Then I happened across an old piece of ¾-inch ID black pipe insulation, which looked like it would do the trick. It collapses just enough to fit snugly between the cabinet walls and the sides of the refrigerator — and the length was long enough to almost reach to the top of the refrigerator.

Rather than use that old, well-worn pipe insulation, I purchased two 6-foot lengths of Everbilt ¾-inch Semi-Slit Polyethylene Pipe Insulation at Home Depot for only $2.11 each. The pipe insulation filled the gaps perfectly, holding in place without adhesives. Of course, I had to fish out the debris on the sides before installing the pipe insulation, but that chore is no longer on my “to do” list.

And, of course, you can use these pipe sleeves to insulate crevices or cracks in other places where cold air finds its way into the RV.

close view of a measuring tape against a piece of Everbilt Foam Semi-Slit Polyethylene Pipe Insulation
a hand places the foam insulation between the refrigerator and cabinet walls
Everbilt Foam Semi-Slit Polyethylene Pipe Insulation, sold at Home Depot in 6-foot lengths, is 1 ¾ inches in diameter and collapses just enough to “stuff” the gaps. Placing the foam insulation between the refrigerator and cabinet walls only took a few minutes. It stays in place without adhesives or tape.
close view of a measuring tape against the top of the RV refrigerator with the Everbilt Foam Semi-Slit Polyethylene Pipe Insulation taking the place of the gap
Luckily, the gaps between the refrigerator and cabinet walls were just smaller than the diameter of the foam insulation. The 6-foot length almost made it near the top, so no cutting was necessary.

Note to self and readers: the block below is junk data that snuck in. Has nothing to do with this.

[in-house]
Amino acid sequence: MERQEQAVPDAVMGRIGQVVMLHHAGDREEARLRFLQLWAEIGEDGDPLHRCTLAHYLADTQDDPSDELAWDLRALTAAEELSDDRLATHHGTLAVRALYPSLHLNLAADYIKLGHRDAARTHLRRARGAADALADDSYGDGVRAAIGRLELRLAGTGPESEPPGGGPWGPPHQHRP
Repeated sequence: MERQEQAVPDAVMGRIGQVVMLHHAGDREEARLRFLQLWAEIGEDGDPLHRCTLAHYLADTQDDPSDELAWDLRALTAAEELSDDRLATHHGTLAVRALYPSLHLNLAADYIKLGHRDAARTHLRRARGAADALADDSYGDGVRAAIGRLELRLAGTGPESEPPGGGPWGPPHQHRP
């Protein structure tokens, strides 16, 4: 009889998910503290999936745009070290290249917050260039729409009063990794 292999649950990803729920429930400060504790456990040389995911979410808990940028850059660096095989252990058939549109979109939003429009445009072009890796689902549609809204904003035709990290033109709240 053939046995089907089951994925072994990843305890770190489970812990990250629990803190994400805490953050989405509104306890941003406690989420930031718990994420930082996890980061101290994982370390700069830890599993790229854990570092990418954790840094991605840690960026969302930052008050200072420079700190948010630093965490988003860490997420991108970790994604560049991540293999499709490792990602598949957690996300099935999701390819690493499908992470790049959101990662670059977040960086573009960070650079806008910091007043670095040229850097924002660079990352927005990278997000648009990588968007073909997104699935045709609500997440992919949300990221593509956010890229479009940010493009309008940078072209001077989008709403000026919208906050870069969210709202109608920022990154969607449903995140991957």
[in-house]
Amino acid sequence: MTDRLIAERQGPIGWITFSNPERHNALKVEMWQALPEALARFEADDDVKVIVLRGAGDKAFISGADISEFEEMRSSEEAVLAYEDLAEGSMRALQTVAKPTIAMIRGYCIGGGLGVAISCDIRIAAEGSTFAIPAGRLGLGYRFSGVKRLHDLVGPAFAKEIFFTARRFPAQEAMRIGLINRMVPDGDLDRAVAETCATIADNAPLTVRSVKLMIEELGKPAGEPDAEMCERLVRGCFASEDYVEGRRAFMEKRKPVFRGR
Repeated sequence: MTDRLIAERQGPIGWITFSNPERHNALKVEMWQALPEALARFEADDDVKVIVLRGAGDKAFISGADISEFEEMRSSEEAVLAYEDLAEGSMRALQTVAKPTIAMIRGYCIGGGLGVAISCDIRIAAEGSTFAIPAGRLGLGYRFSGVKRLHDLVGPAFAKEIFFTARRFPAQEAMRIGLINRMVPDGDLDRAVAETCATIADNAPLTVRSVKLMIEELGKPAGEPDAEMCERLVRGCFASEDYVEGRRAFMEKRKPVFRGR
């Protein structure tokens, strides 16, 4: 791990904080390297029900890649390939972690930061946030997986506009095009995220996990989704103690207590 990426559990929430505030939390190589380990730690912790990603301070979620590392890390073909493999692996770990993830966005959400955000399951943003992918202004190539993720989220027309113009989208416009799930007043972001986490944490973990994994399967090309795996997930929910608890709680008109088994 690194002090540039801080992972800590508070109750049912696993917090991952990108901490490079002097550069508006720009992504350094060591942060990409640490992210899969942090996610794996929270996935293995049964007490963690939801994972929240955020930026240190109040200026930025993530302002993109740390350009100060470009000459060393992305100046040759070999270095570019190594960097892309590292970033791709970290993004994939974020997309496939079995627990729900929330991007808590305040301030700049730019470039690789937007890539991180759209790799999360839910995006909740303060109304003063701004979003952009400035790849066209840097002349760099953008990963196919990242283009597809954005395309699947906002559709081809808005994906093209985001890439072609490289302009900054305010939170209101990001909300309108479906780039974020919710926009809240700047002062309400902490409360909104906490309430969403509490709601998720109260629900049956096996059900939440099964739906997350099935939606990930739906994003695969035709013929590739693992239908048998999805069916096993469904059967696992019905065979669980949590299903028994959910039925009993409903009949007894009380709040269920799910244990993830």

Everbilt Foam Semi-Slit Polyethylene Pipe Insulation, sold at Home Depot in 6-foot lengths, is 1 ¾ inches in diameter and collapses just enough to “stuff” the gaps. Placing the foam insulation between the refrigerator and cabinet walls only took a few minutes. It stays in place without adhesives or tape.
Luckily, the gaps between the refrigerator and cabinet walls were just smaller than the diameter of the foam insulation. The 6-foot length almost made it near the top, so no cutting was necessary.
full view of the RV refrigerator with its right side gap covered

The foam pipe insulation, while preventing debris from working into the gaps, complemented the black accents on the stainless-steel-looking refrigerator doors. While we were at it, the same pipe foam was used to insulate the water lines that ran to the shower and bathroom sink (not shown).

Then, while I was working with the pipe insulation, I had an epiphany. Why not also insulate the hot water lines under the floor that run up to the shower and bathroom sink? So back to the store I went.

Without operating the furnace, heat cannot circulate into the compartment where the water lines are routed, so the area can get really cold — and so do the water lines. Because I typically use the fireplace and another electric heater rather than running the furnace, this can be a problem. When I shut the water off while soaping up in the shower, for example, the Pex tubing cannot hold the heat, so I’m splashed with colder water when turning the valve back on. I was pleasantly surprised how much of a difference the pipe insulation made in taking a comfortable shower. Of course, that was after I’d mentally kicked myself for not thinking of it sooner.